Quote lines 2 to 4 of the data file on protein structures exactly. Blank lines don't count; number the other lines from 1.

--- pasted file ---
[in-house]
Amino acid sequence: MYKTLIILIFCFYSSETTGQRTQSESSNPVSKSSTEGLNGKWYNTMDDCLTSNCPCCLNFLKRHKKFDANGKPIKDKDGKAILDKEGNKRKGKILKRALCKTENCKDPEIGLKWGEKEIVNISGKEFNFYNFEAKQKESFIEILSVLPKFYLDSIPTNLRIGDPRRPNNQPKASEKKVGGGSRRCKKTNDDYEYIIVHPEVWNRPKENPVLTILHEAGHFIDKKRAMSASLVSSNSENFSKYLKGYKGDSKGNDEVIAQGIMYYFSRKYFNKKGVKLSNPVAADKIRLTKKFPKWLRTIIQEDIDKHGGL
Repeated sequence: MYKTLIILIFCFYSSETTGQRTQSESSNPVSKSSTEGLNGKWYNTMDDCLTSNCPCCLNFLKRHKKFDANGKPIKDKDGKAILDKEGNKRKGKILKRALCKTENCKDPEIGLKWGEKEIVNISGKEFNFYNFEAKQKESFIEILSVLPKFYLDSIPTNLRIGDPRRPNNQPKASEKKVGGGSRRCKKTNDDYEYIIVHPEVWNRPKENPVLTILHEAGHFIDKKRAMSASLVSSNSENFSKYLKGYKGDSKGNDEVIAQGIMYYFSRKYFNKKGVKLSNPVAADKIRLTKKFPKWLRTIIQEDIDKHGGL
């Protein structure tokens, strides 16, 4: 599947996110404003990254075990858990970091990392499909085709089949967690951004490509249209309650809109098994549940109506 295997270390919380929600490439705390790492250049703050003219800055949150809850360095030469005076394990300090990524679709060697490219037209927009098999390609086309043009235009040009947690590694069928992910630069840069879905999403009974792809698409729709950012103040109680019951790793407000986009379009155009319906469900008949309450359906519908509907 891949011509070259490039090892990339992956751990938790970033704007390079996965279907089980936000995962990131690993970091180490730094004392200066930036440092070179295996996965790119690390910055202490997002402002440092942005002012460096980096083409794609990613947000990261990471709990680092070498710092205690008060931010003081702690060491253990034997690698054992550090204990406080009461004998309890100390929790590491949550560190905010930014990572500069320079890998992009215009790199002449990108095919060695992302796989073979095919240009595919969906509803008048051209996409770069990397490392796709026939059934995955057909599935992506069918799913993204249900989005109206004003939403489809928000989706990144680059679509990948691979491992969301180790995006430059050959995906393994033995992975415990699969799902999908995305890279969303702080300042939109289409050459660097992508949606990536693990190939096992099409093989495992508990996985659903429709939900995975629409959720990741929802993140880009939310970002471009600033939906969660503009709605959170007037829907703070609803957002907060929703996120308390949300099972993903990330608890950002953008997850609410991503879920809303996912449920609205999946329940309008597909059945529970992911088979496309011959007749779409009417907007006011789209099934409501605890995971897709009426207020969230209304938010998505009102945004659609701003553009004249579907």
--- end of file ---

Amino acid sequence: MYKTLIILIFCFYSSETTGQRTQSESSNPVSKSSTEGLNGKWYNTMDDCLTSNCPCCLNFLKRHKKFDANGKPIKDKDGKAILDKEGNKRKGKILKRALCKTENCKDPEIGLKWGEKEIVNISGKEFNFYNFEAKQKESFIEILSVLPKFYLDSIPTNLRIGDPRRPNNQPKASEKKVGGGSRRCKKTNDDYEYIIVHPEVWNRPKENPVLTILHEAGHFIDKKRAMSASLVSSNSENFSKYLKGYKGDSKGNDEVIAQGIMYYFSRKYFNKKGVKLSNPVAADKIRLTKKFPKWLRTIIQEDIDKHGGL
Repeated sequence: MYKTLIILIFCFYSSETTGQRTQSESSNPVSKSSTEGLNGKWYNTMDDCLTSNCPCCLNFLKRHKKFDANGKPIKDKDGKAILDKEGNKRKGKILKRALCKTENCKDPEIGLKWGEKEIVNISGKEFNFYNFEAKQKESFIEILSVLPKFYLDSIPTNLRIGDPRRPNNQPKASEKKVGGGSRRCKKTNDDYEYIIVHPEVWNRPKENPVLTILHEAGHFIDKKRAMSASLVSSNSENFSKYLKGYKGDSKGNDEVIAQGIMYYFSRKYFNKKGVKLSNPVAADKIRLTKKFPKWLRTIIQEDIDKHGGL
């Protein structure tokens, strides 16, 4: 599947996110404003990254075990858990970091990392499909085709089949967690951004490509249209309650809109098994549940109506 295997270390919380929600490439705390790492250049703050003219800055949150809850360095030469005076394990300090990524679709060697490219037209927009098999390609086309043009235009040009947690590694069928992910630069840069879905999403009974792809698409729709950012103040109680019951790793407000986009379009155009319906469900008949309450359906519908509907 891949011509070259490039090892990339992956751990938790970033704007390079996965279907089980936000995962990131690993970091180490730094004392200066930036440092070179295996996965790119690390910055202490997002402002440092942005002012460096980096083409794609990613947000990261990471709990680092070498710092205690008060931010003081702690060491253990034997690698054992550090204990406080009461004998309890100390929790590491949550560190905010930014990572500069320079890998992009215009790199002449990108095919060695992302796989073979095919240009595919969906509803008048051209996409770069990397490392796709026939059934995955057909599935992506069918799913993204249900989005109206004003939403489809928000989706990144680059679509990948691979491992969301180790995006430059050959995906393994033995992975415990699969799902999908995305890279969303702080300042939109289409050459660097992508949606990536693990190939096992099409093989495992508990996985659903429709939900995975629409959720990741929802993140880009939310970002471009600033939906969660503009709605959170007037829907703070609803957002907060929703996120308390949300099972993903990330608890950002953008997850609410991503879920809303996912449920609205999946329940309008597909059945529970992911088979496309011959007749779409009417907007006011789209099934409501605890995971897709009426207020969230209304938010998505009102945004659609701003553009004249579907």